Work is due to start on demolishing a town’s bus station to make way for a new complex. 

The existing bus station in Bishop Auckland will be demolished to make way for the redevelopment on Saddler Street along with new small buildings, a bus operator’s facility, public toilets and a small cafe kiosk.

Council officers have deemed the current bus station - a collection of shelters - old and in need of maintenance and is not of the quality expected for a modern transport system in an expanding town centre. 

Durham County Council said there are also insufficient passenger facilities, with dated and inadequate toilets, and little shelter from inclement weather. The bus stops are spaced apart, with very little signage or passenger information, making the site hard to navigate for unfamiliar users.

A planning application for the redevelopment was submitted by the local authority earlier this year and has now been approved. Temporary bus stops will be erected later this month before demolition work on the existing site commences from September.

The Northern Echo: How the inside of the new bus station could lookHow the inside of the new bus station could look (Image: Durham County Council)

What will be built?


  • An external bus station to the north, comprising individual bus shelters per stand 
  • A public car park to the south 
  • Pedestrian area to the east, adjacent to the Newgate Shopping Centre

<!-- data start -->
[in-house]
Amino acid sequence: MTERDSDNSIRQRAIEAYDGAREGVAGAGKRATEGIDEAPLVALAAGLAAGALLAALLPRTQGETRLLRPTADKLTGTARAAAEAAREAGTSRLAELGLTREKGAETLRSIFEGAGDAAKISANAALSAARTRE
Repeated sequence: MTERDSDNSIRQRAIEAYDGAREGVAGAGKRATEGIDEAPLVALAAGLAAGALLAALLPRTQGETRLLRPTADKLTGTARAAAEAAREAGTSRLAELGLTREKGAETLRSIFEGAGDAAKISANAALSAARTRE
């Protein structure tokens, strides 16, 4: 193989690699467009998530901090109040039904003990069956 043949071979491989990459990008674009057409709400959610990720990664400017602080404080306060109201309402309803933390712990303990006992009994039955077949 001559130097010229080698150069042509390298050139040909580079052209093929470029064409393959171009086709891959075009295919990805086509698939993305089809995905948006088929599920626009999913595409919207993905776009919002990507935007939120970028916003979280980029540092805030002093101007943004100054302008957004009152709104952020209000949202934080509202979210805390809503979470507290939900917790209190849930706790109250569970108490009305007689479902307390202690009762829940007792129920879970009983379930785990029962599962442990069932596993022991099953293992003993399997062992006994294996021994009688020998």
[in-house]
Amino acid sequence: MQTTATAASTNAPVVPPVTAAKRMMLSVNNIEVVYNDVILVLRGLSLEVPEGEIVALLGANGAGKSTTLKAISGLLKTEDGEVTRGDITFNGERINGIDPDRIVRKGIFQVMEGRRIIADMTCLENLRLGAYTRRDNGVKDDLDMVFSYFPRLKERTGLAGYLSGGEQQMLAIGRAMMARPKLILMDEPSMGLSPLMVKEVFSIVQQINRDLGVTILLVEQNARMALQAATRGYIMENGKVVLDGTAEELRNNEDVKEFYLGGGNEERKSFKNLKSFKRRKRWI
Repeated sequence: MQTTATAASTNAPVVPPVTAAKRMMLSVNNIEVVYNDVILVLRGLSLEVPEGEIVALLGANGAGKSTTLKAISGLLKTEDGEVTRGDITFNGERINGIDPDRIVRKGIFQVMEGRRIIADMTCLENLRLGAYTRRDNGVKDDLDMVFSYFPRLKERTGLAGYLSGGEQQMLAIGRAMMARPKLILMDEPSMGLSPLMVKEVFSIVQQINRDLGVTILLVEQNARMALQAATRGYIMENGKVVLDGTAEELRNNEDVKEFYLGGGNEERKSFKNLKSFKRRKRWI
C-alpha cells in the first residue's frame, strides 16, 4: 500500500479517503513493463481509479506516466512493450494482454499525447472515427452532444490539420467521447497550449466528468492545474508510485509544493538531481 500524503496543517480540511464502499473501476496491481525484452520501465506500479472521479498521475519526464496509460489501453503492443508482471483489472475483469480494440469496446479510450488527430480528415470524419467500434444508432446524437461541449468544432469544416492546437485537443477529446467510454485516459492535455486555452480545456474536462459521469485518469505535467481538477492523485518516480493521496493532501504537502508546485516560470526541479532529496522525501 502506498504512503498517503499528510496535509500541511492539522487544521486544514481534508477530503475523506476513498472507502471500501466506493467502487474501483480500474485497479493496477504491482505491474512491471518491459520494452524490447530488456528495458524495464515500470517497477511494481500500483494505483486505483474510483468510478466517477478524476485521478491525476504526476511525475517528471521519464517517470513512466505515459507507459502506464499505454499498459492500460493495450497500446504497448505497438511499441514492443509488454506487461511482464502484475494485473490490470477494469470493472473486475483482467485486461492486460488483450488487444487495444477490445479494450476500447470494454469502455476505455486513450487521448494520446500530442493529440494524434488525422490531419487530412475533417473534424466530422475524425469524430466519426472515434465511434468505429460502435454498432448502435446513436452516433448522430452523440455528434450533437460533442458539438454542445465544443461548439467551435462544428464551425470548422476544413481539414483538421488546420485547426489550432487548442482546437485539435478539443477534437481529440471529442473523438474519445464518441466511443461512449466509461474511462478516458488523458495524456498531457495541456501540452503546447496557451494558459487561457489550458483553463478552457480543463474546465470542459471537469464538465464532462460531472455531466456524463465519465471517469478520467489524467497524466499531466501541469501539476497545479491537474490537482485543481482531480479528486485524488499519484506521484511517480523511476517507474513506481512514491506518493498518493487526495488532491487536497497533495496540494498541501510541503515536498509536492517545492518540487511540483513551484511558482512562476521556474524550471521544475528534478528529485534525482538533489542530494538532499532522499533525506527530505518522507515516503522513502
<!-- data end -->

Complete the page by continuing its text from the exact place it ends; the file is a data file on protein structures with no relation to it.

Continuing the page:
It is hoped the redevelopment will enable a brighter future for the town, creating a new 'destination'.

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But some residents who spoke to the Local Democracy Reporting Service at a public consultation on the plans earlier this year were more concerned about the current state of the town’s high street and believe redevelopment there, particularly on Newgate Street, should be prioritised.

The Northern Echo: An aerial view of how the new bus station could look, which includes the planned car parkAn aerial view of how the new bus station could look, which includes the planned car park (Image: Durham County Council)

Among them was Philip Brown, who said: “It’s a ghost town. I have seen shops close but not many open. Eventually it could be a step in the right direction but only if they sort the shops out. It needs some regeneration but it’s got to be done the right way.” 

But Brian and Janet Lamb said the bus station’s redevelopment could be a catalyst for change in the town. “I think they’re great - it’s the best way forward for the town,” Janet Lamb said. “The current bus station is inadequate; it doesn’t serve its purpose and it’s in a state of disrepair.”